“Who’s gone?,” he asked innocently.

“My husband and my baby!,” she said and broke down into shoulder-wracking sobs. George put his arm around her shoulder and said, “Let me buy you a cup of coffee and we’ll talk about it.”

He helped her up and they walked down the aisle of the deserted church. When they reached the threshold he had the strange feeling that someone was watching him and smiling. He turned around to see who it was and saw only the crucifix above the altar. A warm feeling of well-being passed over him as he gazed at the crucifix and him knew instinctively he had done the right thing in helping this young lady. Perhaps God was looking out for them both. He turned back to the door and helped her out of the church. When they reached the curb, he pointed out the coffee shop two blocks up the street. “My name is George, George Sanders. We can go over to the coffee shop. It’s not far, we’ll walk. It’s only two blocks away.”

The young woman glanced at where he was pointing and turned to look at him. Her eyes focused and she seemed to see him clearly for the first time. “I…I don’t think I can go in there,” she said. “I must look a mess. Look, my makeup has run,” she said presenting her handkerchief for his inspection. He looked at her handkerchief, then her face and saw that the tears had made her mascara run in streaks down her face.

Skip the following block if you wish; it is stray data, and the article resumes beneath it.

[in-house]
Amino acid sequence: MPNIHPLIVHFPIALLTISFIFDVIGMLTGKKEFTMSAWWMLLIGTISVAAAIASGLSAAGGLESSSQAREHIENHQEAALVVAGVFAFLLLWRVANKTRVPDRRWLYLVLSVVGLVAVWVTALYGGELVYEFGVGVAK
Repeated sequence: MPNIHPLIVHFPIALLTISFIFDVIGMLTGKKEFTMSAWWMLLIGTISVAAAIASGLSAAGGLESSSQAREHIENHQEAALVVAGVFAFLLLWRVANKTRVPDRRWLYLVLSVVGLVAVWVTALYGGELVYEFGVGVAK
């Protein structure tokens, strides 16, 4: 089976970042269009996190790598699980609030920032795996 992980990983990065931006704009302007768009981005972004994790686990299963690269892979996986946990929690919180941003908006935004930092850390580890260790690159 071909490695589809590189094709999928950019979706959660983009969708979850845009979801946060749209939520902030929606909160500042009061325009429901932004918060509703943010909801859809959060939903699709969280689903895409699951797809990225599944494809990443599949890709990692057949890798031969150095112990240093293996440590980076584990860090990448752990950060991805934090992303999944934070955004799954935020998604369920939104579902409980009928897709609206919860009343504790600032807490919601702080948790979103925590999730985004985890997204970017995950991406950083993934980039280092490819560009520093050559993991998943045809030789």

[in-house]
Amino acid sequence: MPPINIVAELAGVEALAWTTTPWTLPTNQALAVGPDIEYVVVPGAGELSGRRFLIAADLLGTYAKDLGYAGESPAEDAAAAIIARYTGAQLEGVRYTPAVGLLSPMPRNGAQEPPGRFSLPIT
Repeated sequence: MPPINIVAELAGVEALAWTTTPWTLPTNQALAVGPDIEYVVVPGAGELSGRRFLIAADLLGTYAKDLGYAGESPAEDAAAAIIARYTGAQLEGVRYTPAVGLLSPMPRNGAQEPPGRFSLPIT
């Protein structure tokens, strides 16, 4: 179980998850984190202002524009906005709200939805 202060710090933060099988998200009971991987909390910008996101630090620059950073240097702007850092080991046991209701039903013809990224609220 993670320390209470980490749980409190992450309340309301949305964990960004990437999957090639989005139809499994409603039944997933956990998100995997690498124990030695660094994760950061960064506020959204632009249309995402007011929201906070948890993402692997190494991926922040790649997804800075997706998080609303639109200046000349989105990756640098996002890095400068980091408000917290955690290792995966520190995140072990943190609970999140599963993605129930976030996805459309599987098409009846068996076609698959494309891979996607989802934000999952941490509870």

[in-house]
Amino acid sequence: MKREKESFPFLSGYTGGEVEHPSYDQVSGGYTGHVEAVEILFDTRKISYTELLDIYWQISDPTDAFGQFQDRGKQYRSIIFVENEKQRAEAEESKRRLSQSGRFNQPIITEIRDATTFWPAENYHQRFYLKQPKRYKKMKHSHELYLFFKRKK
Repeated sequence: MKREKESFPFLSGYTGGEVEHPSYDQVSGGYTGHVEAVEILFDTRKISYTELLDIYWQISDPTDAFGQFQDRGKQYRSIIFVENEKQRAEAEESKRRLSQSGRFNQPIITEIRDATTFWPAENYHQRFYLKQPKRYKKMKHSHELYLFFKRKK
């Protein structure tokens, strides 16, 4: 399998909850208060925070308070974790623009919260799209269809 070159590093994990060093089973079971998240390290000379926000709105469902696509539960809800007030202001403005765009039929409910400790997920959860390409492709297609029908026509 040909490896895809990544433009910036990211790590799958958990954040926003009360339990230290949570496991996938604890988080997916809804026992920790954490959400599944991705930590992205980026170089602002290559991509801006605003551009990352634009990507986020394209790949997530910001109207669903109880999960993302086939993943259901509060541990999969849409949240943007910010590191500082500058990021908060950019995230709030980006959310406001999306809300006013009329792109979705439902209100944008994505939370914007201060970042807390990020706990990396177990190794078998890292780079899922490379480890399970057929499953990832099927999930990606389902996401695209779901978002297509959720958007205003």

She looked at his face intently and said suddenly, “My name is Sandy. Something tells me I can trust you. My car is parked around the corner, would you like to come home with me for dinner? It wouldn’t be any trouble. I have plenty and I hate to cook just for me. It would be nice to have company for dinner again.”

George nodded and accompanied her to her car. As they drove down the street, George saw a city wrecker hauling his VW away. He stared as his last possessions were stolen by a faceless, uncaring government. His clothes were in the van in a suitcase and he didn’t have the money to get his van out of impoundment. He was homeless, totally destitute, without even a change of socks or underwear. He shook his head in utter disgust. He was at the end of his rope, he couldn’t take anymore. He would have dinner with this nice young lady, then walk downtown and throw himself under a moving bus. “Or maybe I’ll find a bridge to jump off, I really don’t want to cause anyone any trouble. I just want this life to end,” he mused silently.